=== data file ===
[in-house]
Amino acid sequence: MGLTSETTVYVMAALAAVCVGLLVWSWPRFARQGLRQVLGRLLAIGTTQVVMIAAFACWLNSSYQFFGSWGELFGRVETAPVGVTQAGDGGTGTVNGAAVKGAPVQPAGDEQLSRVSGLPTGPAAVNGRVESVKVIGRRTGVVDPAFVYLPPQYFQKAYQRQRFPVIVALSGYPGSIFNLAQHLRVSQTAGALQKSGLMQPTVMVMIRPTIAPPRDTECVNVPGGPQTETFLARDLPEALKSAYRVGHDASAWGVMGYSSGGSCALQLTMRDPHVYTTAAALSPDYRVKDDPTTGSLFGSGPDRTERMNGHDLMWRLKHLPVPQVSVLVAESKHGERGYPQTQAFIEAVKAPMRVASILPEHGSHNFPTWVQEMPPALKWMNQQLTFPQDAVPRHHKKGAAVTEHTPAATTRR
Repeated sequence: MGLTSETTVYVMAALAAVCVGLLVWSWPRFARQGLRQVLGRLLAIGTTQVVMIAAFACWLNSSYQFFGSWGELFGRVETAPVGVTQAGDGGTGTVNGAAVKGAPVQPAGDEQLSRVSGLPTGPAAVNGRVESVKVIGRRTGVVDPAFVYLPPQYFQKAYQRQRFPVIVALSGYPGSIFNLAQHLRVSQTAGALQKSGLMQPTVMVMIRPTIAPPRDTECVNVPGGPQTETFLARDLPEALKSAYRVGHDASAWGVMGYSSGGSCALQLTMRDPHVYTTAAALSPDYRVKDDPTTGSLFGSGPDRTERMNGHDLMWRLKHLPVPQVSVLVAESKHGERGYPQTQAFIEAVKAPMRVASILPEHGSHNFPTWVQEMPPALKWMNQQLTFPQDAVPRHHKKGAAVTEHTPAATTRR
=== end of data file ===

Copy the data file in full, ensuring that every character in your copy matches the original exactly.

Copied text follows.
[in-house]
Amino acid sequence: MGLTSETTVYVMAALAAVCVGLLVWSWPRFARQGLRQVLGRLLAIGTTQVVMIAAFACWLNSSYQFFGSWGELFGRVETAPVGVTQAGDGGTGTVNGAAVKGAPVQPAGDEQLSRVSGLPTGPAAVNGRVESVKVIGRRTGVVDPAFVYLPPQYFQKAYQRQRFPVIVALSGYPGSIFNLAQHLRVSQTAGALQKSGLMQPTVMVMIRPTIAPPRDTECVNVPGGPQTETFLARDLPEALKSAYRVGHDASAWGVMGYSSGGSCALQLTMRDPHVYTTAAALSPDYRVKDDPTTGSLFGSGPDRTERMNGHDLMWRLKHLPVPQVSVLVAESKHGERGYPQTQAFIEAVKAPMRVASILPEHGSHNFPTWVQEMPPALKWMNQQLTFPQDAVPRHHKKGAAVTEHTPAATTRR
Repeated sequence: MGLTSETTVYVMAALAAVCVGLLVWSWPRFARQGLRQVLGRLLAIGTTQVVMIAAFACWLNSSYQFFGSWGELFGRVETAPVGVTQAGDGGTGTVNGAAVKGAPVQPAGDEQLSRVSGLPTGPAAVNGRVESVKVIGRRTGVVDPAFVYLPPQYFQKAYQRQRFPVIVALSGYPGSIFNLAQHLRVSQTAGALQKSGLMQPTVMVMIRPTIAPPRDTECVNVPGGPQTETFLARDLPEALKSAYRVGHDASAWGVMGYSSGGSCALQLTMRDPHVYTTAAALSPDYRVKDDPTTGSLFGSGPDRTERMNGHDLMWRLKHLPVPQVSVLVAESKHGERGYPQTQAFIEAVKAPMRVASILPEHGSHNFPTWVQEMPPALKWMNQQLTFPQDAVPRHHKKGAAVTEHTPAATTRR